Guide to Camping with Electricity

Using Electricity When Camping
Part of camping, be that in a Campervan, Caravan, Motorhome or Tent, is electricity. At times this can be confusing and a little frightening. Anything involving a possible electric shock puts me off!, but it needn’t be. In this guide, we’ll go through using electricity when camping, and coming away unshocked!! This guide, is, as we say, ‘bobby’ basic.

Camping Electricity

courtesy L Hoon Flickr

Electricity and Campsites

We’re outside camping but we want the same amount of electricity as we have at home (which, by the way is 230v). It just makes life that little bit easier, boiling kettles, toasting bread and generally keeping warm.

Let’s start with the campsite. On each pitch there will be an electricity bollard, usually 10Amp or 16Amp as a maximum. When you arrive, plug your orange (as that’s the colour most of them are) mains lead in to the campervan/caravan, first. Then in to the bollard on the camping pitch. Safety means that electric will be contained. If you plug into the bollard first, your mains lead will be alive with electric. Not such a good idea when the socket falls in a puddle!

In a campervan/caravan, the 230v AC electricity is converted into 12v DC via the leisure battery. As we’ve said, the campsite bollard is 10Amp or 16Amp, (supplying that all important 230V). It will be fitted with a Miniature Circuit Breaker (MCB) which will trip out if you overload the bollard with too many electrical items. Most electric bollards have more than one electric point on them, if you overload it and trip it out, it will take out your neighbours electric as well. The last thing you want to do create a mass blackout – that would be the time to pack up and leave!!!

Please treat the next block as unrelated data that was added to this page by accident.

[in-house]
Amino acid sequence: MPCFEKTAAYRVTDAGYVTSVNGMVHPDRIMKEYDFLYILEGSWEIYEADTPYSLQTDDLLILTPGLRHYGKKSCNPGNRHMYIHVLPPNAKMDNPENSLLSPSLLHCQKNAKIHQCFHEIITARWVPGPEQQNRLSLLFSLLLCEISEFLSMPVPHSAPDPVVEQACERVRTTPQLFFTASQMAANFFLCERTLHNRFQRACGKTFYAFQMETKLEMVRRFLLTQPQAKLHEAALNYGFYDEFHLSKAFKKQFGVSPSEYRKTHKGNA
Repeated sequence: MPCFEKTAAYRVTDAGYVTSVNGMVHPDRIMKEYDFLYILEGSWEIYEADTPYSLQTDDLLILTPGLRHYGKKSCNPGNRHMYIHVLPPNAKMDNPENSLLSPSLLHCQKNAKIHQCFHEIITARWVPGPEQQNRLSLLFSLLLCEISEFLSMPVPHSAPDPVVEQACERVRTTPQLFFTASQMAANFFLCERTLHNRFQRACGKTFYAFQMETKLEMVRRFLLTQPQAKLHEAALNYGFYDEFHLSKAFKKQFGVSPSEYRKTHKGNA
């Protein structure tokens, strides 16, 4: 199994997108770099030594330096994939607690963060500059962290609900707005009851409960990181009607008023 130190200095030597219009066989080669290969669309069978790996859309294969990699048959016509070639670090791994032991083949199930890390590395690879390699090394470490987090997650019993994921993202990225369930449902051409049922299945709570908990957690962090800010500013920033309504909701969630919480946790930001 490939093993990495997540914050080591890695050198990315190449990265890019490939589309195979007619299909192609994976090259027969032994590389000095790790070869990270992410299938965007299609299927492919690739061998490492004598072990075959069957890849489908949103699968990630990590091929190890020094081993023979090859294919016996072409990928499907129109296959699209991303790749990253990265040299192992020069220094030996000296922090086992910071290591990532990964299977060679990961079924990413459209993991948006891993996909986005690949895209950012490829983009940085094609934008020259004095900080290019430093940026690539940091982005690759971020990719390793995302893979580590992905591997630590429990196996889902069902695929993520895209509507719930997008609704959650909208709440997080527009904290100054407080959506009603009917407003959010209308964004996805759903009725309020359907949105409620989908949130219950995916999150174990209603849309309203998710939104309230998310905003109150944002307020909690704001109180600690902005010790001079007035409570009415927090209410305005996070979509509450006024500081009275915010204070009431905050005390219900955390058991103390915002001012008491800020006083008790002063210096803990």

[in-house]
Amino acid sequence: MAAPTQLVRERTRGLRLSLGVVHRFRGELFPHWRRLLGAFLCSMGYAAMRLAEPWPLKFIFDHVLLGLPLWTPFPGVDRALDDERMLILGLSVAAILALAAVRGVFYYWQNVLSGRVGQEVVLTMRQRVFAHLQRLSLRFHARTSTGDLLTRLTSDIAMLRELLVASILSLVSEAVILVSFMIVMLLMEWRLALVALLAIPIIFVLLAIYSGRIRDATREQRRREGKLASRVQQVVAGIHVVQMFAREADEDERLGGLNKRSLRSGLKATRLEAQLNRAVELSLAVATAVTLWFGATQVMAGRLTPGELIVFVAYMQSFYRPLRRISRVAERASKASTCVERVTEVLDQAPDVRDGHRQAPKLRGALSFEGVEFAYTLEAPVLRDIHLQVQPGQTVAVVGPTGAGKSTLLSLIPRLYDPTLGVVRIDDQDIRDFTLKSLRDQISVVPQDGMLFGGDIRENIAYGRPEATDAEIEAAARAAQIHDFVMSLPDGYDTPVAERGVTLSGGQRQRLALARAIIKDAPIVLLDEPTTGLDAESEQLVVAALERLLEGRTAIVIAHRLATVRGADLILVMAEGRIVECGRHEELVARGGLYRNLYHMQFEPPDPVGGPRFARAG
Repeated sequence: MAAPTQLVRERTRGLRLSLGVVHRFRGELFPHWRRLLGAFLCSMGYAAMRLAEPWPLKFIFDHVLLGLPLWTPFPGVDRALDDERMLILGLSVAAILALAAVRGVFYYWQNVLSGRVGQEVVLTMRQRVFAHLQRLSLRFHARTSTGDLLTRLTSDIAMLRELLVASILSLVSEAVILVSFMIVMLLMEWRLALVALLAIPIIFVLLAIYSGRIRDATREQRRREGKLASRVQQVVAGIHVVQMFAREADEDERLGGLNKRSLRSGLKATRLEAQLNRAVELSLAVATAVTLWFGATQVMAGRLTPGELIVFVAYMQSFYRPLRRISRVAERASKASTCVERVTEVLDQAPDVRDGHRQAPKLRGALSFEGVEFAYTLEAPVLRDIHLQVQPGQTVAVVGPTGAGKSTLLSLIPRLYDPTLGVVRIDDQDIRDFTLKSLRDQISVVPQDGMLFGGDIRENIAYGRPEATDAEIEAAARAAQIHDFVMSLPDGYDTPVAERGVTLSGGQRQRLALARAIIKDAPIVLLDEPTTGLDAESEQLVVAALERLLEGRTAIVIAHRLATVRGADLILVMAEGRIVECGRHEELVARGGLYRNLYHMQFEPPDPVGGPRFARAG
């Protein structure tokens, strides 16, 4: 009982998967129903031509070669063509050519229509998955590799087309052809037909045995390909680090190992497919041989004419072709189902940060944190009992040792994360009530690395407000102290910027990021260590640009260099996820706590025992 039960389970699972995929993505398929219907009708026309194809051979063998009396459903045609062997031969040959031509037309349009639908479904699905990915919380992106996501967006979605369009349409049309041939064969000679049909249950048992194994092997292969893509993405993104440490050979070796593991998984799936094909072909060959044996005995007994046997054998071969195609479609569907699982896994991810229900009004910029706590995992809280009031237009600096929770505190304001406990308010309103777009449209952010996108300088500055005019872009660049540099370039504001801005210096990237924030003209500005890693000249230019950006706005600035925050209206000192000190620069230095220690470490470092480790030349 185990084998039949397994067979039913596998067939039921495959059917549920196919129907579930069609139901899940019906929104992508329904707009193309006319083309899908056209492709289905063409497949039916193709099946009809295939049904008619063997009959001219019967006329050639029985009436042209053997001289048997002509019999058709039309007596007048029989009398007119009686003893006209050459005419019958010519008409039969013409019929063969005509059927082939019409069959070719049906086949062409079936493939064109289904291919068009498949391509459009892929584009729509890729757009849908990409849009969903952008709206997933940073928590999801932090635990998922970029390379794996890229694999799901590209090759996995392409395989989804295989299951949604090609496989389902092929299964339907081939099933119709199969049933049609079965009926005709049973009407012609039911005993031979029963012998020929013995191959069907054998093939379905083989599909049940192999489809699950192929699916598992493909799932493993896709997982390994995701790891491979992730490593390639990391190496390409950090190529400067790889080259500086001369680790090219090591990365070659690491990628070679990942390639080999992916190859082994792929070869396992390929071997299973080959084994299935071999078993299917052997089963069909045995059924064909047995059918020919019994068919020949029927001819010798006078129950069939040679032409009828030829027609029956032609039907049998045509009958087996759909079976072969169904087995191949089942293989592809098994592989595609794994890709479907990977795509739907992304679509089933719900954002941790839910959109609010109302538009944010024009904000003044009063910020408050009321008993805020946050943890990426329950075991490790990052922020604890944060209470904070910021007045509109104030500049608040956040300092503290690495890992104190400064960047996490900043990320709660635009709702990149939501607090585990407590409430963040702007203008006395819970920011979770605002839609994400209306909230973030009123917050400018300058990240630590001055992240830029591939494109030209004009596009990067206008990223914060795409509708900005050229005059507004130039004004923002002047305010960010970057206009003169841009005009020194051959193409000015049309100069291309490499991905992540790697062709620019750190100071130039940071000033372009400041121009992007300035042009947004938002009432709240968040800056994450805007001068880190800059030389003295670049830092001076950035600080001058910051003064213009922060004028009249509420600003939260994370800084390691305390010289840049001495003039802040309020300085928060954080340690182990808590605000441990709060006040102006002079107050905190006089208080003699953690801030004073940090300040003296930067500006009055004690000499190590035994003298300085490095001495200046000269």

Electricity and What you can use

We’ve talked briefly about Amps, Voltage, and tripping out! But what does all this mean? The electric bollard is supplying possibly 10Amps to 16Amps, you need to convert Amps to Voltage, to see how much power your campervan/caravan has. The calculation is:
Voltage x Current (Amps) = Power (in the form of Watts)

Looks complicated, I know, but it’s not. Let’s take a look…

Electric Bollard gives you 10Amp going into your 230v campervan = 10A x 230V = 2.3Kw, and likewise if the Electric Bollard gives you 16Amp, the calculation is 16A x 230V = 3.68kW.

Following that calculation, we know the total Kilowatt power we can use at any one time. We just need to make sure we don’t exceed that level by turning on too many appliances at once. Domestic appliances (Kettles, Toasters etc) which you take from home, consume more power than specialist appliances for camping. It might be worth checking out camping appliances. Another tip, is don’t run too many appliances at the same time.

Help is at hand, in the form of this handy table created by Camping and Caravanning Club, who, also have a host of other Data Sheets.

Appliance Power (W) Current (A) Appliance Power (W) Current (A)
Domestic kettle 2000 8.7 Camping kettle 750 3.3
Domestic Fan Heater 1000 4.4 Camping fan heater 750 3.3
Domestic Fan Heater 1-2kw 2000 8.7 Refrigerator 135 0.6
Hi speed kettle 3000 13 Toaster 900 3.9
Iron 1300 5.6 Microwave Oven (800W cooking Power) 1000 4.4
LCD TV 45 0.2 Battery Charger 100/ 300 0.4 or 1.3
Truma water heater 850/1300 3.7/5.6 Hair Dryer 600/1200 2.6/5.2

The idea is, look at what you have plugged in and make sure the total Watts of the items do not exceed the total Watts available to you.

What Appliances could I run

Taking the above chart, and assuming you are on a 10Amp campsite, you have 2.3Kw at your disposal. You could run the microwave (1000w) and a domestic fan heater (1000w), but not much else. If you invest in camping appliances, you could run, a kettle (750w), fan heater (750w) and hairdryer (600w).Crusader Proprietary Device

Electricity and Tent Camping